Thus no matter how powerful a signal source it will disipate with distance and reduce down to the level of the noise floor becoming steadily more dificult to receive with any accuracy. Because the noise floor is "random in nature" and "only has an average level" it can go up as well as down. Thus any signal starts to be effected by the noise and at some point the random peaks in the noise will render the signal sufficiently ambiguous that a bit of data might be incorectly estimated as a zero when it should be a one or as a one when it should be a zero. Which is where the BER comes from and indicates at what point you can expect a certain average number of random errors. Whilst I can give the formulas or you can look them up, they require a lot of other knowledge to make detailed sense of, but the overall picture is easy to see on an old analogue TV or hear on a simple receiver when they are not tuned into a sufficiently strong signal (it used to be possible to see the "cosmic microwave background" which is a signal still around from moments after the "Big Bang" around 14Billon years ago).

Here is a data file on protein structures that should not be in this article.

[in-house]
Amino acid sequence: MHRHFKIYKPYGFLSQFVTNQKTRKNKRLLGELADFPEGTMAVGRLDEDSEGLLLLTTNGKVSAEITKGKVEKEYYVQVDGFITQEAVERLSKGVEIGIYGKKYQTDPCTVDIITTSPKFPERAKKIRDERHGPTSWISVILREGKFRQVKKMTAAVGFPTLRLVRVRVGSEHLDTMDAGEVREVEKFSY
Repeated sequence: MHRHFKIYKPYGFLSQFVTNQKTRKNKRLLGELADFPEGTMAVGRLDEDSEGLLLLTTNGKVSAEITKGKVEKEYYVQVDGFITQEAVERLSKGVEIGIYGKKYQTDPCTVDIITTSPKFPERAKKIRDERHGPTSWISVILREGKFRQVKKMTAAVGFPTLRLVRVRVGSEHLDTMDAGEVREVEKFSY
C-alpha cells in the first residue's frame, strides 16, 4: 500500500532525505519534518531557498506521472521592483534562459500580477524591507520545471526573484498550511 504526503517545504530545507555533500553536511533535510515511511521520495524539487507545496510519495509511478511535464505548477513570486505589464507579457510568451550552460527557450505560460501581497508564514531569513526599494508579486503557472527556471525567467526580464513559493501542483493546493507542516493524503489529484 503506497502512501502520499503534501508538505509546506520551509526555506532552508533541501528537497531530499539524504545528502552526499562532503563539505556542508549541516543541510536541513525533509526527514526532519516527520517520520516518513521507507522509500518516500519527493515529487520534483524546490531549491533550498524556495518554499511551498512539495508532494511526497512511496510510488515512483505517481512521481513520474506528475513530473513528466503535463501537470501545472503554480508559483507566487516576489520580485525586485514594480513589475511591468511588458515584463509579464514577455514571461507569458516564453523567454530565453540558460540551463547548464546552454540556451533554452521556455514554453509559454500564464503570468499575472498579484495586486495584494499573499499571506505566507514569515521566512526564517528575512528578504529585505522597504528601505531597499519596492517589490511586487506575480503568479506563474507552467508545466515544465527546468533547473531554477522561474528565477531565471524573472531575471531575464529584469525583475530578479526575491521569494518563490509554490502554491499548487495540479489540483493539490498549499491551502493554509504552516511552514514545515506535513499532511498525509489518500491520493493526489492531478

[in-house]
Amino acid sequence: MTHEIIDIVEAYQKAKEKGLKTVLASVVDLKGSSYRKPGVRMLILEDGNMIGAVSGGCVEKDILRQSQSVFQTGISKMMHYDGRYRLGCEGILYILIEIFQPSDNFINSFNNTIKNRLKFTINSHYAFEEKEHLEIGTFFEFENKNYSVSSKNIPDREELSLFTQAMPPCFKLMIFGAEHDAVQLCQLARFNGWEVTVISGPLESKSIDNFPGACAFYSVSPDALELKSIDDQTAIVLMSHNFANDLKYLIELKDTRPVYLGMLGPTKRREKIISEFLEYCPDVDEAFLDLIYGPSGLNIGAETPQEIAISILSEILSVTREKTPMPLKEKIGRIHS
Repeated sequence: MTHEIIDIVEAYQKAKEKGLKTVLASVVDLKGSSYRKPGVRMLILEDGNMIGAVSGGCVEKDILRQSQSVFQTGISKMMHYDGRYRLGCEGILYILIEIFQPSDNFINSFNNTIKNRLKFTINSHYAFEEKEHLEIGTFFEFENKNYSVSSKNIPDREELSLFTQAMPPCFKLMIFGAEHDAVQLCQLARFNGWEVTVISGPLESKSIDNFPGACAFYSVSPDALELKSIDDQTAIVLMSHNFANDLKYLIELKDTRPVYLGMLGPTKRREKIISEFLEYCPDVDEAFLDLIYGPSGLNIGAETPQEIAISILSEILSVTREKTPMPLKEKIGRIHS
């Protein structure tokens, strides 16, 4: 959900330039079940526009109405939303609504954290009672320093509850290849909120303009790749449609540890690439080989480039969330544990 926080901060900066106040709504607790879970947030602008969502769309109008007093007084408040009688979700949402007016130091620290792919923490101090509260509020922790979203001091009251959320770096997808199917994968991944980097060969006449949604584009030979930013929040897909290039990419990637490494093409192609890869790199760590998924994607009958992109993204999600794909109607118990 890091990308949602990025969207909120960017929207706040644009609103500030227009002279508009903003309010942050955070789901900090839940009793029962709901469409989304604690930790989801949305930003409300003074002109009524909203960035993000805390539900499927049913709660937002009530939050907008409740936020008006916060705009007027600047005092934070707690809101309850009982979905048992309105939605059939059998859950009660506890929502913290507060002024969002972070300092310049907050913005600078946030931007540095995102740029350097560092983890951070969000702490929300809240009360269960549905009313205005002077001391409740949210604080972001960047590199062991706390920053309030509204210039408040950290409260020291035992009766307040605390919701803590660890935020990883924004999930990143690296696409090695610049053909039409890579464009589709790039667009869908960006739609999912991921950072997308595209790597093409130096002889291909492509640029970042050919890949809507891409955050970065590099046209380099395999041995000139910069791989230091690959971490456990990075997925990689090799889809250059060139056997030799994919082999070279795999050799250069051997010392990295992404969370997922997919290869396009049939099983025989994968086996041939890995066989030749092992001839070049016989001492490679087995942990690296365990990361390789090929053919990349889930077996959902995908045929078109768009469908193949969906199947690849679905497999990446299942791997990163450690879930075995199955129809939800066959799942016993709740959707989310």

Thus the question of how far a signal will go before it starts comparing in size to the noise floor becomes of interest, and it is one of the fundemental things "TEMPEST technicians" get taught. And the answer is not simple for a couple of reasons. The first is there are two transportation methods, conduction and radiation and the second is they both apply in various ways at the same time depending on the nature of the medium of transportation... But very roughly in the case of sound energy we can get a feel for this in a quiet railway station. The rails act as a conduction medium that also radiates. As a train creates vibration via it's wheels the sound is conducted away from the source down the length of the rail which then radiates a small fraction of the conducted signal into the air around the rail. Thus being very close to the rail the train can be heared a very considerable distance away. The train also radiates it's noise signal into the air and this disipates with the square of the distance. Thus what you hear is the sum of the two radiated signals. Thus you usually hear the rails "twitch or sing" long before the train can be heard or even seen, but at some point the signal radiated by the train can be heard above the signal radiated from the rails. The same applies to all forms of energy that get transmitted by conduction or radiation.